Which brings us back to the question of interdisciplinarity. This is the outcome that all research administrators lust after – breaking down the boundaries of existing disciplines to generate new opportunities and, ultimately new disciplines. YPM has achieved this once already with the Class of 1954 Environmental Science Center, a facility that has created a magic mix of people, facilities, and collections on a single site adjacent to the main Peabody Museum. The question is can we do the same thing again on West Campus, but on a much larger scale, covering a range of highly disparate disciplines and collections? The major challenge is how to get bodies on-site. Interdisciplinarity can be fostered by common facilities, but the most important factor is day-to-day physical proximity of people. We need to come up with a sufficient attractant to bridge that 7 mile gap between the Central and West Campuses.

The one thing that we have on our side is time. Incorporating a major facility like West Campus into the existing structures at Yale is a significant challenge and Michael’s presentation made it clear that this is a very long-term project for Yale; perhaps as long as 50-100 years. That small group of people sat in the cafeteria at B25 is the advance party of whole generations of future inhabitants.

Thursday, March 5, 2009

We Know What You Want

You gotta love Mark Zuckerberg. It’s not so long since Facebook’s head honcho was busy telling us how we shouldn’t be at all bothered that his company was going to claim copyright on all the pictures of our kids that we’d uploaded to Facebook. Today, however, Mark decided to reach out of cyberspace and personally make my life a misery. Or so it seemed at 9:00am this morning.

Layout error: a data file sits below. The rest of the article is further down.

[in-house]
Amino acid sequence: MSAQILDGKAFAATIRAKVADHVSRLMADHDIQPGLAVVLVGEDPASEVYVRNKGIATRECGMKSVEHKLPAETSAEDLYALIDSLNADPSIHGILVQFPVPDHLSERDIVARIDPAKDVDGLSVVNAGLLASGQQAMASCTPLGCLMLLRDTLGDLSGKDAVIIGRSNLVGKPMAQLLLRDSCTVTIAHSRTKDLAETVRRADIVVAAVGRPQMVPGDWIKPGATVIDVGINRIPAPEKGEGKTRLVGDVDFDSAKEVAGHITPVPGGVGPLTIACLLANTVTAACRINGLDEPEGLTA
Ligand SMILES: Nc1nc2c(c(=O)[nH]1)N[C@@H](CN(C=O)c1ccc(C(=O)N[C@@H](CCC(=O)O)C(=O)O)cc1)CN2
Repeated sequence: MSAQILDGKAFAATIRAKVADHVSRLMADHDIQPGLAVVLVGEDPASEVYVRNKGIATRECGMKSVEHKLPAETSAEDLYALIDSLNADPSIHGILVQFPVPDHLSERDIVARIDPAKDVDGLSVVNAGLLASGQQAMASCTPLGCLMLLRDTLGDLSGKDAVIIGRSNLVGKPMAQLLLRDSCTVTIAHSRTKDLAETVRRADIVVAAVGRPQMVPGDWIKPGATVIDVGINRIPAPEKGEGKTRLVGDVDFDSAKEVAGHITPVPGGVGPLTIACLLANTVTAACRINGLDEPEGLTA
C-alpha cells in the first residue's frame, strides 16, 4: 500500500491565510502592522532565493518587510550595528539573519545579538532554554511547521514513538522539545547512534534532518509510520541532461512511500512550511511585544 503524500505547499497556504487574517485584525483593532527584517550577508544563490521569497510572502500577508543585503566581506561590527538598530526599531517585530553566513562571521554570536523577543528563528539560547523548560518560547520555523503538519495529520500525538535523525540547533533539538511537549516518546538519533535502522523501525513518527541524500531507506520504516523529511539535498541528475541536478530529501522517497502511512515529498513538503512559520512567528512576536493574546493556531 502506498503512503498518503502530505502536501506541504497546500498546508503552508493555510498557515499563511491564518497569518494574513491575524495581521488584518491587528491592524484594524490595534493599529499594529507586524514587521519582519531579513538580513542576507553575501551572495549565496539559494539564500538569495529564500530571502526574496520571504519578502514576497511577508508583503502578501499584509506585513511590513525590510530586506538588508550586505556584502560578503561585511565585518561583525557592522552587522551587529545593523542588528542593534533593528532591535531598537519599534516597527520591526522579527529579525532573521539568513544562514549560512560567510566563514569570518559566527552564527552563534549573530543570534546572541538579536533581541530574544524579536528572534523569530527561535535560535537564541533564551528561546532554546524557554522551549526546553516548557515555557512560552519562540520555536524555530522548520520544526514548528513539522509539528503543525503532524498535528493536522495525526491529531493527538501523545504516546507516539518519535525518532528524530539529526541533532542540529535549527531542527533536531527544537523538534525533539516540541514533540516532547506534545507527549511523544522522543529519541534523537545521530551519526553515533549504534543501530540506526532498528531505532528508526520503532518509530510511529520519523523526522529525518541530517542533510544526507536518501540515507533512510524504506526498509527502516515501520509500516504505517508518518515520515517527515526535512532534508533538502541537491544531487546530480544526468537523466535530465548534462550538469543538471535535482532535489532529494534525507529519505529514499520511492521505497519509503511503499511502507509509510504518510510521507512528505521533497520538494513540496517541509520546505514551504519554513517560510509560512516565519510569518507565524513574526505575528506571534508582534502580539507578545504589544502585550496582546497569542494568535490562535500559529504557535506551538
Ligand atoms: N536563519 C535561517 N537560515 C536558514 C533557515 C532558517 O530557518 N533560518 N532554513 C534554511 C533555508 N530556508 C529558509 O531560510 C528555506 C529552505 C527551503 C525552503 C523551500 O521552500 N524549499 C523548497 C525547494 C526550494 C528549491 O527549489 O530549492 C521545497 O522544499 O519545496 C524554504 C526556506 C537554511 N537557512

One of the great things about Facebook is that they continually think about how we could be doing things “better.” Then they make us do them. Without asking us first. Facebook believes that we have a problem with connecting to the information that we want. We may not know that we want it yet, but Facebook knows and it’s going to make life better for us. As Zuckerberg said in a posting to the Facebook Blog yesterday:

“… we must build Facebook to give everyone the power to share anything they want and connect with anyone they want. The way we're doing that is to first extend people's ability to connect with everything that interests them, and to give people a way to get updates from all of these connections. Then, we're going to increase the pace of the [information] stream, so you can immediately see what is going on around you.”

Well that all sounds Fine and Dandy, and if you’d asked me yesterday what I thought about this I’d have given it a big thumbs up. That was before I logged into the YPM’s prototype Facebook page this morning to make some last minute checks before our group presented it to our Director this afternoon. And found that it had totally changed.